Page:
Reports said that Sian Berry, the former co-leader of the Green Party of England and Wales and current member of the London Assembly, is looking to crack down on crypto advertisements on public transport.
It has been reported that Berry said she would be recommending the Mayor of London, Sadiq Khan, ban all crypto advertising in the city’s transport network, including many rail and bus services.
However, the assembly member’s call to action comes following token project Floki Inu announcing it would conduct a “full-out assault on the London public transportation system” with posters on underground trains and buses.
“Where the advert says "this is completely unregulated, you may lose all your money," they ought to have had second thoughts. I don’t think cryptocurrency ads should be on the network. They’re unethical.”
The report said that the United Kingdom's capital is no stranger to crypto advertising, being home to a number of exchanges and projects. Tokens including Richard Heart’s HEX have previously targeted the city for ads in newspapers, on public transportation, and even during sporting events. Last year, Binance blanketed the city in ads in advance of the launch of its UK arm.
Likewise, though many of these campaigns have gone forward without incident, Berry’s concerns seem to be focused on possible “pump and dump” schemes, in which advertising for a project could potentially cause a large number of Londoners to buy tokens and only a few investors profit by selling their holdings when the price rises.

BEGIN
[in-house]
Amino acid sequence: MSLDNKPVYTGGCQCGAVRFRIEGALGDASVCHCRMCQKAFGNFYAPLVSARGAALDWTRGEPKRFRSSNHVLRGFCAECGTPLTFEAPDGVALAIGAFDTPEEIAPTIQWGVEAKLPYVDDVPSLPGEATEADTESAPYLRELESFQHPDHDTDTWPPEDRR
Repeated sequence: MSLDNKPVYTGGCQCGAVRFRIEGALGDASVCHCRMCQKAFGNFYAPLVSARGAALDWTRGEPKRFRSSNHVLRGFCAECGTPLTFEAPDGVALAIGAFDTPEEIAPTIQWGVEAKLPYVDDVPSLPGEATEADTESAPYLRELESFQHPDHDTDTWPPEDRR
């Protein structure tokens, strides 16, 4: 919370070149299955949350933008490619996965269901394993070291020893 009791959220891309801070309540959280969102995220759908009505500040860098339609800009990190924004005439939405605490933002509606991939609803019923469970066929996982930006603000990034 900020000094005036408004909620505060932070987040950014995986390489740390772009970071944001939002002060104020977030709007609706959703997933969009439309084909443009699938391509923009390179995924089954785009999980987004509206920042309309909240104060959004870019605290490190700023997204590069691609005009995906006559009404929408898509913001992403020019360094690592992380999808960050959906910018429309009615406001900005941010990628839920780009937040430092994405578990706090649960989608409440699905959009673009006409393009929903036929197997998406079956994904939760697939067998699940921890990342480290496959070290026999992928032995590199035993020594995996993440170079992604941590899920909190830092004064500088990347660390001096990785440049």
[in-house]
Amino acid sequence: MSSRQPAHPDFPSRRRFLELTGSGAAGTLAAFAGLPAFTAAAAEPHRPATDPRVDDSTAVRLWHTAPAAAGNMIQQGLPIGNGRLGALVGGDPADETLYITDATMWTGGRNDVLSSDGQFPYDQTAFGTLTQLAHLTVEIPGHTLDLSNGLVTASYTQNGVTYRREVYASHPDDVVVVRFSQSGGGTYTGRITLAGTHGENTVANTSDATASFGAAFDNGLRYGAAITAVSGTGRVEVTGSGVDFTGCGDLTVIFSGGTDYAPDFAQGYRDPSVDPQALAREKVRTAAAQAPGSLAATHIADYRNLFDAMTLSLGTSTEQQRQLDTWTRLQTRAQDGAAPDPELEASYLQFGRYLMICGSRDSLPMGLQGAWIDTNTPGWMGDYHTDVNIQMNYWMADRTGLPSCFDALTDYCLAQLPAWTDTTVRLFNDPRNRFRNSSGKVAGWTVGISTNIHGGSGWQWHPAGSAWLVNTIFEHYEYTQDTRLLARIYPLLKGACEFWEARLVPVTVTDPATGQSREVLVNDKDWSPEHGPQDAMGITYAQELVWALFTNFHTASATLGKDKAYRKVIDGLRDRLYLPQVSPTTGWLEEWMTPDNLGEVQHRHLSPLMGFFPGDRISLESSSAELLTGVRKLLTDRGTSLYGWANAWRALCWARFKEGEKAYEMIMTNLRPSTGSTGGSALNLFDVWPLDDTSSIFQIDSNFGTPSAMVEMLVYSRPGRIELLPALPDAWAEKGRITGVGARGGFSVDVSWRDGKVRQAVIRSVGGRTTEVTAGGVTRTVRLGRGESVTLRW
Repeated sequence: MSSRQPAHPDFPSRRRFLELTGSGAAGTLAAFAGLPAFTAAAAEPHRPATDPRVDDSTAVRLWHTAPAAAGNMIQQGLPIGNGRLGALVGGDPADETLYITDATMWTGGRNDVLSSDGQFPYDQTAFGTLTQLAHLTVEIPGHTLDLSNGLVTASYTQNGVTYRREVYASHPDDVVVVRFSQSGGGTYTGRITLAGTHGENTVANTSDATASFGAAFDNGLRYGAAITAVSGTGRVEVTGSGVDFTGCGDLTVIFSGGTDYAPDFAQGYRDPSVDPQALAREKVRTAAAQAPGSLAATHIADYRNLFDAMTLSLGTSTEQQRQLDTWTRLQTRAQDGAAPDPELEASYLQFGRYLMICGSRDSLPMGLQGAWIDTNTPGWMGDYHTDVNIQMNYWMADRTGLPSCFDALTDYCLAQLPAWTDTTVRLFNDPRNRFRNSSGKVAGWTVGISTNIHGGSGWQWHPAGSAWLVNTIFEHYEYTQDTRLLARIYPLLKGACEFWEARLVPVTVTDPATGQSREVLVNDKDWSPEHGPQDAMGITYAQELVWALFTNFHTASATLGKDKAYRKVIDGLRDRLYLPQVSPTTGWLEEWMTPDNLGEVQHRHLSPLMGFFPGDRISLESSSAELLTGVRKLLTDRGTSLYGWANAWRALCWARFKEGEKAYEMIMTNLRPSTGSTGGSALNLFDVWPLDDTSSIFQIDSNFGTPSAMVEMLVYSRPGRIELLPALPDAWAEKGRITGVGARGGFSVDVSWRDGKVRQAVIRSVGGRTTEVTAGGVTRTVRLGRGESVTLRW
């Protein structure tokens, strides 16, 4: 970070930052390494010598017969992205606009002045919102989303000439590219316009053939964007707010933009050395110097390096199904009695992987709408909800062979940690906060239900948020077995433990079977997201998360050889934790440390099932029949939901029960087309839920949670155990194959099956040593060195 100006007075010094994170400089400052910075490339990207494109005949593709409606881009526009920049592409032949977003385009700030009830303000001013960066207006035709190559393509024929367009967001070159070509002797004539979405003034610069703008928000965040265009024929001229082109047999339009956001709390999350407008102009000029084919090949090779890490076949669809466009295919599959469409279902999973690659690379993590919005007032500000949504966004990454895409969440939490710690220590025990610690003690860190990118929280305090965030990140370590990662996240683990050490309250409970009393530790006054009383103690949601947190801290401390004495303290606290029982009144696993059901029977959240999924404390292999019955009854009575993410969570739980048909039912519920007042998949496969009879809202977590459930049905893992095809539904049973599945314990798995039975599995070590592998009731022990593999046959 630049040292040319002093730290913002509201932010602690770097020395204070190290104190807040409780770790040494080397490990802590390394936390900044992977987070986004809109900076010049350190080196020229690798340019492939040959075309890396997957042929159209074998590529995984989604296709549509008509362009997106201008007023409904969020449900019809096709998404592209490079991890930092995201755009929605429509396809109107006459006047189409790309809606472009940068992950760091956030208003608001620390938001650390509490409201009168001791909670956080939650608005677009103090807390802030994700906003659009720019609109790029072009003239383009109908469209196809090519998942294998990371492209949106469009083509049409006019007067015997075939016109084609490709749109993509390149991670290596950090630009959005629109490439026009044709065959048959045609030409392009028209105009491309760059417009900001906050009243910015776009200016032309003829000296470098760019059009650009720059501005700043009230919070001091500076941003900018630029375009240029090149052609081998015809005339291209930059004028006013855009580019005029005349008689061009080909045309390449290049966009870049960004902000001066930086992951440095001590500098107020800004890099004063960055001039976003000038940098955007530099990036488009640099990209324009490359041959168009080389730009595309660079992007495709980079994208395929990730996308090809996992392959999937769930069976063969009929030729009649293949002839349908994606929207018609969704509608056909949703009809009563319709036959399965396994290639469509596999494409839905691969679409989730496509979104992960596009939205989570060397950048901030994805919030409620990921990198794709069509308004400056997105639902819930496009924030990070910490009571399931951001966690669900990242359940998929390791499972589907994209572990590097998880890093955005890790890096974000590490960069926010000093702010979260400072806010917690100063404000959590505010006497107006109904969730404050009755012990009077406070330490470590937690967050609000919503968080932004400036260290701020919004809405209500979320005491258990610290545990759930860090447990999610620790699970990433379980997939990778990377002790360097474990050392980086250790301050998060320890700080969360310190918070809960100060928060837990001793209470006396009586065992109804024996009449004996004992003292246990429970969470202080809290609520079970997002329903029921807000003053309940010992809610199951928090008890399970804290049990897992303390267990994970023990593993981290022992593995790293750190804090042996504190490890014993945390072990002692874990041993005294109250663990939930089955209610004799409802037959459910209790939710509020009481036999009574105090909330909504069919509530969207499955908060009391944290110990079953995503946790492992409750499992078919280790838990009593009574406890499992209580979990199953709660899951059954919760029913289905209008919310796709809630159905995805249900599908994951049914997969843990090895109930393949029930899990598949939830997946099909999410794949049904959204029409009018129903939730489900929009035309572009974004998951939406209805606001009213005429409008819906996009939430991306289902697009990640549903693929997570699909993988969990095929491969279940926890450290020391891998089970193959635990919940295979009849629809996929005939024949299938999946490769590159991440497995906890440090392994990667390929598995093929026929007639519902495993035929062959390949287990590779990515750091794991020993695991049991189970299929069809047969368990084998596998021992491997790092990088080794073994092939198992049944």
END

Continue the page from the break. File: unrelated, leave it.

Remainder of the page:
The United Kingdom’s Advertising Standards Authority blocked a campaign by crypto exchange Luno in May by claiming the firm’s “it’s time to buy” statement on ads could give the impression that investing in Bitcoin (BTC) was “straightforward and accessible.”
“I want to clean up ads on the tube in various ways, including removing ads for cars and airlines. Risky financial products, like gambling, are part of that policy. I don’t want to ban cryptocurrencies outright and have no power to do so.”
She further said that she wasn’t specifically targeting Floki in the push for this crackdown, but rather as one of three crypto advertising campaigns in London.
Thus, she noted that members of the Floki Army, i.e., supporters of the token on social media networks, had inundated her with messages “making it appear more like a cult than a scam.”